10. I read this story & the comments with a growing sense of unease, because as a part-time AU grad student I’ve already invested a good deal of time, money & brain sweat into my Master’s programme, and still have the steepest hill to climb: my thesis.

    If I’m lucky, AU will stay in operation long enough for me to finish, but I wonder what happens to the credibility of my degree if the institution folds soon after I get it?

    Sadly, though, as a full-time worker, parent and now grandparent I really have not had time to pay much attention to the internal machinations of AU; it’s all I can do to just keep up with my studies. Guess I just need to cross my fingers that everything works out in he end.

  11. It seems to me there’s a sensible solution staring us in the face: why not have the University of Alberta acquire Athabasca University? We already have the Augustana Faculty in Camrose, why not the Faculty of Athabasca? That would deal with the problem of Athabasca not being able to afford a university administrative structure: They would use U of A’s administration instead, and the President of Athabasca would be demoted to Dean of the Faculty of Athabasca. Perhaps he wouldn’t prefer this as his first choice, but surely it’s better than going bankrupt and having to shut the place down?

    1. The University of Alberta, from the administration on down, views distance learning as inferior to professor in your face learning and is not all that sympathetic to arguments about either different learning styles or the life situations that make it impossible for many students to do all or part of their degree in a classroom setting. Before I started at AU in 1978, I taught as a sessional for two years at U of A. Everything I heard at U of A about AU was both contemptuous and wrong. Have things changed? Not much. Though the U of A also now uses distance learning to a degree, it does so in ways that correspond to professors’ schedules and union agreements and not students’ schedules and preferences. Athabasca University has developed an internal culture that is very student-focused and that focus is on students who are very different than U of A’s students. If AU were to be federated with another institution, MacEwan or Lethbridge would be a better fit. There’s nothing wrong with AU having a president but because AU is small, that president should not make 550 grand a year in salaries and benefits like our former president Frits Pannekoek did. Nor should she or he have a large travel budget. The pay should be like a dean’s pay in a conventional university (around 200 grand perhaps) and there should be no benefits beyond what a regular prof gets and the travel budget should be about $2000 a year, not 100 grand. There’s nothing wrong with small, purpose-built universities but they need an administrative structure and pay schedule at the top that reflects their being small.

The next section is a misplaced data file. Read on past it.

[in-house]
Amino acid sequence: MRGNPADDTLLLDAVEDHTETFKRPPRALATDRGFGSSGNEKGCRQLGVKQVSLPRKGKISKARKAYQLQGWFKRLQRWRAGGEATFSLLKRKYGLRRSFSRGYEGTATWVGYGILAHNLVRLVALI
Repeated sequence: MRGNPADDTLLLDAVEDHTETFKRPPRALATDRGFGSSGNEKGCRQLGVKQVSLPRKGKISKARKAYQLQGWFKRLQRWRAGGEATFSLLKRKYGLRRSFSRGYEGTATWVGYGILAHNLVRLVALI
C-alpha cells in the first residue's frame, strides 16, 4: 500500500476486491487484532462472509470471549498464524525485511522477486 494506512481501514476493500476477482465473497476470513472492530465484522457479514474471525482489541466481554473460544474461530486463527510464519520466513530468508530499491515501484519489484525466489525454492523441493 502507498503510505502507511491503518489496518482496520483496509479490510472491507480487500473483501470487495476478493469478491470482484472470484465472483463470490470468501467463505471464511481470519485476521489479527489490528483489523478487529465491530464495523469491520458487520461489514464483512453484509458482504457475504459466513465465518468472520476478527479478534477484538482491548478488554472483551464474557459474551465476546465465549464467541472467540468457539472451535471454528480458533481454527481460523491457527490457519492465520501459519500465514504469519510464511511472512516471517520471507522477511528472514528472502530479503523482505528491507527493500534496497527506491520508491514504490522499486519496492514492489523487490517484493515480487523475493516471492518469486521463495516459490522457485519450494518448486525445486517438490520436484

2. Using that argument, by extension, Grant MacEwan should be a faculty of the U of A, and Mmount Royal should be a faculty of the U of C. With those savings in consolidation of administrations, the government would have lots of money to support Athabasca University.

      Why stop there? Why not just have one big university and put the U of C as a satellite of the U of A. Oh wait, that used to be the case.

      There is a fundamental flaw to the idea of consolidation and merging. While it may work well in the private sector, for profit, it doesn’t hold up in academia. We could easily make the case the Athabasca University is so unique that it cannot and shouldn’t be merged or consolidated.

      Besides the only reason we are having this discussion is because of the incompetent leadership at AU for the past seven years, and the continual plundering by the PCs. Address those things and it will do quite well on its own.

      1. I agree – it is a ridiculous idea. It also piles admin on top of admin, and that is what we want to get away from.